The reason I mention this Joel is because I think a lot of ordinary readers are leary about the technology and the change to their reading habits. Pricing is not the issue. Trust is the issue. I’m old enough to remember the bitter pain of having a retail technology delivery platform dissolve out from under me not once (16mm film!), not twice (Beta!), not three times (33rpm records!), not four times (VHS!), five (cassettes! How I yearned to have a cool walkman!), but six, SIX times Joel (floppy disks- both the 5 and 3 inch versions!). But you know what? Every single book I’ve ever bought, I can still read. The first grown-up book I bought (from the Koala Park shopping centre newsagency) was a paperback edition of “The Name of the Rose” by Eco. I don’t have to throw it out every few years and get a new version of it, or hope that my old version can still be read by the new software, or that it hasn’t expired sitting there on my shelf in between reads, and I can loan it to you no probs if you like.

    Anyway, I agree with you. Pirating is bad when it deprives the author of income and/or where it substantially undermines the stability of the industry’s process whereby authors have the resources to create work. (BTW, I’ll tell you the pirate copies I have made – they’ve been made standing at a photocopier making a dodgy copy of an out-of-print title. This is deeply unsatisfying – I would much rather buy a proper copy – digital or otherwise – than resort to this).

    I can see that Ebooks and their gadgets are fantastic for what they can offer readers and to expand ebook users out of existing readers, publishers need to understand readers like me – unconvinced, lazy, tightfisted, and wary of being left with more expensive interesting paperweights.

    1. Hi J9, thanks for your comment. To be honest, from what you’ve said you’re more than content with your experience with dead tree books and aren’t really the market for ebooks.

      Nonetheless, your problems with ebooks are pretty major problems with the format. Some of them can be fixed if publishers take steps to sell books without DRM (which is why, incidentally, I always remove the DRM from books I buy, if I can). Your other problems, of course, are smell-of-books problems, and are inherent to ebooks – you may just not ever get used to them. Thankfully, there will always be dead trees out there for you to fill up your shelves!

  2. Once again going back to music, perhaps a similar approach to this one can be used for those who buy the dead tree version and would like the ebook too:

    1. Very true. Publishers are exploring bundling ebooks with hard copies. I think it’s a great idea – I’d definitely pay a bit extra for the physical copy to get an ebook included.

  3. This is great, Joel, this is exactly what I wanted to bring up after your last post. As a published author, I can’t help but be nervous about some aspects of e-books (I’m still using the hyphen for now). By the same token, I was encouraged by Sadhbh’s comments last time, about growing the pot. DVDs have not spelt the end of cinema; despite the capability to have a virtual cinema in your own home, people are still flocking to the multiplexes and the arthouses for the experience they provide.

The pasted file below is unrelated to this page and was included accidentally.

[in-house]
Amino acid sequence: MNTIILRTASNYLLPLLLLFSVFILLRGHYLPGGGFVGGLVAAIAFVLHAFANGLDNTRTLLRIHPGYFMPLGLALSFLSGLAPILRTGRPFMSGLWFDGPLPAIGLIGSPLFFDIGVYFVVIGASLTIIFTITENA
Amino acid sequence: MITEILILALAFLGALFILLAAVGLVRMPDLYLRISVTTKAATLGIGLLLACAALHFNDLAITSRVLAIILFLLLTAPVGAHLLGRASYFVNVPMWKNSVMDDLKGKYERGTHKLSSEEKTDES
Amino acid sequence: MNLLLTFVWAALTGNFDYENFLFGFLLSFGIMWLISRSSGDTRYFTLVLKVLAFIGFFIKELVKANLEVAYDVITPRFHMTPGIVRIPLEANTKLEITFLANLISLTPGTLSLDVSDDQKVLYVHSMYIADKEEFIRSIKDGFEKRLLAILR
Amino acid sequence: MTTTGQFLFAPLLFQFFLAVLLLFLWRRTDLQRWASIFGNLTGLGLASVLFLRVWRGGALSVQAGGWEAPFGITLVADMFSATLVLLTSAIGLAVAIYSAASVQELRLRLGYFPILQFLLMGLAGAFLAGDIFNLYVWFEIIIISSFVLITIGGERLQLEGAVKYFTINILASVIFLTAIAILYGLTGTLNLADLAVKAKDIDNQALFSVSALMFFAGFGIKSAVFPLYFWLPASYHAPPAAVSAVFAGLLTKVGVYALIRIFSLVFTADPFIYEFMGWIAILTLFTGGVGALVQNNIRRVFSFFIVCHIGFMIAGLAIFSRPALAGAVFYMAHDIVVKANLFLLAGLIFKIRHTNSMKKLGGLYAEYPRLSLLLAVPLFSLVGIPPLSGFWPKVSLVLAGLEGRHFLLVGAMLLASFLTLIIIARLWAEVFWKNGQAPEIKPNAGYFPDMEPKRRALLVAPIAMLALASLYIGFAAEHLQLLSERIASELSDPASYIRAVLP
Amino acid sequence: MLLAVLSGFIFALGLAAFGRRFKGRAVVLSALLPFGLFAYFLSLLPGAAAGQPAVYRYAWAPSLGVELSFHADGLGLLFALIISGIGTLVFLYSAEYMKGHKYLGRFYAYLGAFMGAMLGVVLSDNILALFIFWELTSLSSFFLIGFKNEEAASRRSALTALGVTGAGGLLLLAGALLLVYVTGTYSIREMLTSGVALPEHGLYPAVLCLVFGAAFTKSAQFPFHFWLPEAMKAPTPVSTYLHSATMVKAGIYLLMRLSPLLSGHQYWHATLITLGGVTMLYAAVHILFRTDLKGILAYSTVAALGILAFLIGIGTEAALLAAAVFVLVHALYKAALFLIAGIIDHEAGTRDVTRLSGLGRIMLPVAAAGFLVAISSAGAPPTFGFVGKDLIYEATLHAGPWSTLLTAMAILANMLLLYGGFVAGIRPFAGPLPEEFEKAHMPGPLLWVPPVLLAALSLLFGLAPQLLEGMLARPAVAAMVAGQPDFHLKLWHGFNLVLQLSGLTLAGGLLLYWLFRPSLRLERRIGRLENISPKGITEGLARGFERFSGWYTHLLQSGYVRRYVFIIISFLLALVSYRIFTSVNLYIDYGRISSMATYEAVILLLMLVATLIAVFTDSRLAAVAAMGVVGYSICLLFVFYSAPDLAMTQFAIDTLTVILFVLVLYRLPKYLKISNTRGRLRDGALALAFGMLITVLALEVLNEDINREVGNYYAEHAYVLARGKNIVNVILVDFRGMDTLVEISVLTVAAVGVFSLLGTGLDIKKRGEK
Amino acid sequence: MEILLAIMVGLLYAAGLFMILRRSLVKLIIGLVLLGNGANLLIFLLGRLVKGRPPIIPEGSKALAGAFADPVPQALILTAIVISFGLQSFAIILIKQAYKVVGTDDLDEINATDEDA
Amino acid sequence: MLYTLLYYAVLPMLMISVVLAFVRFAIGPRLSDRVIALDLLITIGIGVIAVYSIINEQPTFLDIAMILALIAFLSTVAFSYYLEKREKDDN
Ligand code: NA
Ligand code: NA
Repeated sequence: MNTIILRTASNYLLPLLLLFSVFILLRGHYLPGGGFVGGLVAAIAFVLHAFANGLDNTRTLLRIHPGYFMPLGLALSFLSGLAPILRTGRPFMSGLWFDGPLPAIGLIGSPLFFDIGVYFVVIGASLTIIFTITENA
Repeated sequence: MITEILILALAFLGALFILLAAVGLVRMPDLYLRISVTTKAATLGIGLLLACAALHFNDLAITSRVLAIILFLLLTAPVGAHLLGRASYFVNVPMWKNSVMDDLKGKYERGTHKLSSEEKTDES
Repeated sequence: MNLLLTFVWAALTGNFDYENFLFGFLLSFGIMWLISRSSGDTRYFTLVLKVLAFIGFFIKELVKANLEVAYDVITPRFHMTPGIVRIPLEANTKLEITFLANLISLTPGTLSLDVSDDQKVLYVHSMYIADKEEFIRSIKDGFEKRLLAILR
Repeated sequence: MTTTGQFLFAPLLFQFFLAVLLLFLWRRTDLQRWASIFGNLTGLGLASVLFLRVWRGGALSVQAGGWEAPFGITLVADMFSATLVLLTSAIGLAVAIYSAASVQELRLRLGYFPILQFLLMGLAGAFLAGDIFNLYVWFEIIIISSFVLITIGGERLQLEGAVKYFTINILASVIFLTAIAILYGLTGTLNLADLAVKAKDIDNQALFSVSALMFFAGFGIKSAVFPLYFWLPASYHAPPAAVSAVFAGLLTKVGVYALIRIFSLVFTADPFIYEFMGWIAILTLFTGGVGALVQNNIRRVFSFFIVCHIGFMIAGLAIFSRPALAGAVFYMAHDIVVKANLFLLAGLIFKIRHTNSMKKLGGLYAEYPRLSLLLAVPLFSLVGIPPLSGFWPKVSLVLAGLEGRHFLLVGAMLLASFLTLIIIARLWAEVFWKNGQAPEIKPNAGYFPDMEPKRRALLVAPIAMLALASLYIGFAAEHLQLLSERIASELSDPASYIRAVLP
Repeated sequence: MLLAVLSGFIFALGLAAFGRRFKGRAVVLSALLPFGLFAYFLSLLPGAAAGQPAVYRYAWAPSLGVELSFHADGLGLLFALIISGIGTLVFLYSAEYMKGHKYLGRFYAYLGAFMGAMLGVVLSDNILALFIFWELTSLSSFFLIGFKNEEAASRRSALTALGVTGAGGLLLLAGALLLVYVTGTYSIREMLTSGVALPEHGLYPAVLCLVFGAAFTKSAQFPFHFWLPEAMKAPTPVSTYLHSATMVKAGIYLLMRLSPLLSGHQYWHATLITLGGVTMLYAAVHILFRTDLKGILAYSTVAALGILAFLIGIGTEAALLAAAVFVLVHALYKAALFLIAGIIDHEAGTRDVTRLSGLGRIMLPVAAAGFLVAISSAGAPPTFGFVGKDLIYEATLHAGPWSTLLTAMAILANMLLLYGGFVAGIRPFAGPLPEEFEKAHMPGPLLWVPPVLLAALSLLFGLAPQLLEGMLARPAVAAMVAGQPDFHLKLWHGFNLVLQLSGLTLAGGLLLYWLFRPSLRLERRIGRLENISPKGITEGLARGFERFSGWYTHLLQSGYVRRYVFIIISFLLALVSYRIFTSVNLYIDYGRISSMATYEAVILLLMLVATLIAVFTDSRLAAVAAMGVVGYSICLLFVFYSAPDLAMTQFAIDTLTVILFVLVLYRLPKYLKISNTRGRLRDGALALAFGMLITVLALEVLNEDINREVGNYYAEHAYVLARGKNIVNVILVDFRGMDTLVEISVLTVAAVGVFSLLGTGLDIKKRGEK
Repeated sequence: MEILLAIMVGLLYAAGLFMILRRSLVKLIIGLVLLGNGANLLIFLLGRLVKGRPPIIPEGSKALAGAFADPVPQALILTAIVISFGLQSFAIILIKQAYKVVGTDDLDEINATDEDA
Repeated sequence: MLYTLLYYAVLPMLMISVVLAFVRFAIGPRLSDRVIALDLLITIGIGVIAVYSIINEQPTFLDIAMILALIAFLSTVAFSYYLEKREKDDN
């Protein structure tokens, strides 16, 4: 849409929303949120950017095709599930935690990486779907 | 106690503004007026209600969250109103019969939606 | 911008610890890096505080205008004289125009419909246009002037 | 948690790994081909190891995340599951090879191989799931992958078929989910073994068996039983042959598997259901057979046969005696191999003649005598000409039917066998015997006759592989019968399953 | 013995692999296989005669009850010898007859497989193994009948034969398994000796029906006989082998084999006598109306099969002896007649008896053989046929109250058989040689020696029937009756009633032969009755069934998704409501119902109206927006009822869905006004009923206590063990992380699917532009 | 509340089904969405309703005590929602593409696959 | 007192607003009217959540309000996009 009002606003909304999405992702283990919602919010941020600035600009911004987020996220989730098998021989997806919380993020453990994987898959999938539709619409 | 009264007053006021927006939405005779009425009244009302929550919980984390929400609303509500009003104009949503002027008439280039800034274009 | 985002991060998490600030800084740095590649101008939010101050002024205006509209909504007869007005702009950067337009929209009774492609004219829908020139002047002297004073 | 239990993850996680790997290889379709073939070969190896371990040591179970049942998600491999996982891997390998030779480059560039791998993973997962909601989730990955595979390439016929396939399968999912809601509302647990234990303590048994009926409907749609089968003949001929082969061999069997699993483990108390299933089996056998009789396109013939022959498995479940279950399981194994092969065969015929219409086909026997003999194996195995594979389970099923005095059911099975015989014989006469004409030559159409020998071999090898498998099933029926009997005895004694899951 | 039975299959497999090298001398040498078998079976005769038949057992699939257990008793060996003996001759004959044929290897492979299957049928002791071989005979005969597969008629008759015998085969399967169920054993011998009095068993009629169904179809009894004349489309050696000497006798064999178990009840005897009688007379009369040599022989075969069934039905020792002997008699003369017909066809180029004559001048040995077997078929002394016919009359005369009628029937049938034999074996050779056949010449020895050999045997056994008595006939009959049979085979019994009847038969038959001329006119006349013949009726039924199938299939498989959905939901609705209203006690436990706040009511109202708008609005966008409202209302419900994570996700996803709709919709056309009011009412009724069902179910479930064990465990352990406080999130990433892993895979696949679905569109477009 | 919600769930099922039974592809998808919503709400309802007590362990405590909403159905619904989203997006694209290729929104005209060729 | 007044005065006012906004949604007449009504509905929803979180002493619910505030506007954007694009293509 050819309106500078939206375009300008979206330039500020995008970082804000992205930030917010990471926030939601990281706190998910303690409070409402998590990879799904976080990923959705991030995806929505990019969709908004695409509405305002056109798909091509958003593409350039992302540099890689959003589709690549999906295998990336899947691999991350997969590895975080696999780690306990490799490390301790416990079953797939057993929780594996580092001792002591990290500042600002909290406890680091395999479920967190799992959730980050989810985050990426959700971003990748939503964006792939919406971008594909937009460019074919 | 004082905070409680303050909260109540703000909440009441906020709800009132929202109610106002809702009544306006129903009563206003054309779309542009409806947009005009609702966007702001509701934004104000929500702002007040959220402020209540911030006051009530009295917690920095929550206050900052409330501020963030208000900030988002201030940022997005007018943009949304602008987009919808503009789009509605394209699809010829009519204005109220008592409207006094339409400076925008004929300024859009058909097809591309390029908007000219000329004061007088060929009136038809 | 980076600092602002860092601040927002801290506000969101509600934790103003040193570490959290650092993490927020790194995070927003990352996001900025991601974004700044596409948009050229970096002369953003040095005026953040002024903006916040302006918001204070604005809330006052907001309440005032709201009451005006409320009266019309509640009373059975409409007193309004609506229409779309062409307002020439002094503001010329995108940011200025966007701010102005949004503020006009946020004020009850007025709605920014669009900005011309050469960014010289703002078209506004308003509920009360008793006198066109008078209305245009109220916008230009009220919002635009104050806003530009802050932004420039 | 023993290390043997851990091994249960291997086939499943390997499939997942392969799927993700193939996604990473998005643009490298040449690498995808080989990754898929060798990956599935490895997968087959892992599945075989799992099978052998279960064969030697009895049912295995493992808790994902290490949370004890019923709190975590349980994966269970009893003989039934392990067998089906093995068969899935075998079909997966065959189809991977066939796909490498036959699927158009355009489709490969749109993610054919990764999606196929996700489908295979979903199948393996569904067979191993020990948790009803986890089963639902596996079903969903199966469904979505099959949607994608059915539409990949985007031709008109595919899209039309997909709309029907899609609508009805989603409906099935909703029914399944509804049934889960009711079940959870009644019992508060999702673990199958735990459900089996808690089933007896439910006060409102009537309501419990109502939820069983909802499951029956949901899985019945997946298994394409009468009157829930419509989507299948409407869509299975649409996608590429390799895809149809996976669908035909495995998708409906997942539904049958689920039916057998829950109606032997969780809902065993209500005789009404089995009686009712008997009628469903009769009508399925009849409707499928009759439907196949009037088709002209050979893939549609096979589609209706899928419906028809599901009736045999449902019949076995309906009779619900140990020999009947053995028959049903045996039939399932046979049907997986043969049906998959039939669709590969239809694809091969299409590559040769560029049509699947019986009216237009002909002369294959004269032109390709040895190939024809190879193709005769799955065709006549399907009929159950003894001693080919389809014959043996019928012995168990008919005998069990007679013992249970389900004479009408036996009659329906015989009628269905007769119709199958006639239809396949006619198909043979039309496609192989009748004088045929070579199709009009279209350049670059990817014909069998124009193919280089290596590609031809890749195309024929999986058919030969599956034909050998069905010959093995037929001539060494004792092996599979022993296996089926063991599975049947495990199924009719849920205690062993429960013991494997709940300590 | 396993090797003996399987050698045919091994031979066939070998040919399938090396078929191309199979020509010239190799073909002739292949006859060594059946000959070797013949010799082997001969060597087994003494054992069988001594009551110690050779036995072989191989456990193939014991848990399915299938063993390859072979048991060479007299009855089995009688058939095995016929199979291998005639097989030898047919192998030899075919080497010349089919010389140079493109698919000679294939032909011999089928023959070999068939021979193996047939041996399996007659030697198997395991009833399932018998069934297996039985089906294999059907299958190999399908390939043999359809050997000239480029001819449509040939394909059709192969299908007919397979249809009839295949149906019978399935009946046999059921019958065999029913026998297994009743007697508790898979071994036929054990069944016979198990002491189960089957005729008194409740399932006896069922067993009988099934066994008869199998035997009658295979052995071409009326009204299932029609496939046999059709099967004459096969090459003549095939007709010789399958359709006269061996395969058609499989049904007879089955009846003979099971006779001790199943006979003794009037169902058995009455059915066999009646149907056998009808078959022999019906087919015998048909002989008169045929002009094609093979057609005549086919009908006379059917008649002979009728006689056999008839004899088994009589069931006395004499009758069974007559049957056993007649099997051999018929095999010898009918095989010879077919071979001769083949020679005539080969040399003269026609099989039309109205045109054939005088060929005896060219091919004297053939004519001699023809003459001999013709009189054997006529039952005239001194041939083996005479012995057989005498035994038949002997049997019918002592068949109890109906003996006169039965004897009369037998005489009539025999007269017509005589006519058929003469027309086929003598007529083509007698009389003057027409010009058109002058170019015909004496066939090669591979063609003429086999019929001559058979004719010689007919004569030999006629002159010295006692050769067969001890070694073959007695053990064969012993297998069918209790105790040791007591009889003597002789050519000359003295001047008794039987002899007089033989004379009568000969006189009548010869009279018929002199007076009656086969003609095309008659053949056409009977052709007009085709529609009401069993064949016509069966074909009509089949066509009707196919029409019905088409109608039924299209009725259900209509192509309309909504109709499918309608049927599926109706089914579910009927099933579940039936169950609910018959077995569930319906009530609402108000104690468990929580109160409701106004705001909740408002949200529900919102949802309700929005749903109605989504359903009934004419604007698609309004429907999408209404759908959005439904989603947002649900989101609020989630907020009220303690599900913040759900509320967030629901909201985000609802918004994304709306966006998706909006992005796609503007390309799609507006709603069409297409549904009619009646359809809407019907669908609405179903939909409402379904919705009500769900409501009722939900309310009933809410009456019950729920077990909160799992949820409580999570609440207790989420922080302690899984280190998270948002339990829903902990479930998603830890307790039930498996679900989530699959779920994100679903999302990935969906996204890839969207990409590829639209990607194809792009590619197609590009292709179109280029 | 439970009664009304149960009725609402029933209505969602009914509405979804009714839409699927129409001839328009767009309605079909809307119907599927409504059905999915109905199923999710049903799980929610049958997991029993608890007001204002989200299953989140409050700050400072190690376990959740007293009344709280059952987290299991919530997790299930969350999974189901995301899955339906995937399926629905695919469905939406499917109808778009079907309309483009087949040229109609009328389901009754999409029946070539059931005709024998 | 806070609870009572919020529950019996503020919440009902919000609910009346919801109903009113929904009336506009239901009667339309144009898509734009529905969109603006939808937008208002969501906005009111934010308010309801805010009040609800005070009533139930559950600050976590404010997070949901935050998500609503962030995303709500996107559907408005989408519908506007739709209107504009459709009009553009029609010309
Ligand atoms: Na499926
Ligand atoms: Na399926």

And so, what about books? I think the bundling idea is fabulous, I would be more than happy for buyers of my books to have the option to upload them onto digital devices. However, once I followed your various threads, I realised that perhaps it is reasonable to include a surcharge for that option, with a corresponding cheaper version, without the e-book extra, to be fair. All of this will require a lot of administrative and other processes which will take some time to establish, I daresay. But it is possible.

    An interesting point to consider, it’s not just the Gen Ys and their ilk who are the potential market here. I spoke to a delightful octogenarian recently at a library talk. She was keen to read my books, but wanted to know if they were available in large print. I couldn’t tell her. Well, what do you buy an octogenarian for their birthday? If they’re a reader, maybe a Kindle or (insert here whatever the device), loaded with their favourite authors. And sure, you may have to load it up for them every time, you may have to help them out with the technology, but what better gift? My father-in-law died before this technology was available, but he was computer savvy, and also suffered from macular degeneration. You should have seen the size of the font on his monitor. I can only imagine he would have loved to have some kind of e-book reader.

  4. An ebook and a dead tree book are not the same thing. There is a process that occurs to transform a paper book into an ebook and this process costs money. It isn’t as simple as just scanning the pages and uploading them onto the net (though arguable even that would take time and someone would need to be paid for the job). So I think it is unethical to illegally download an ebook.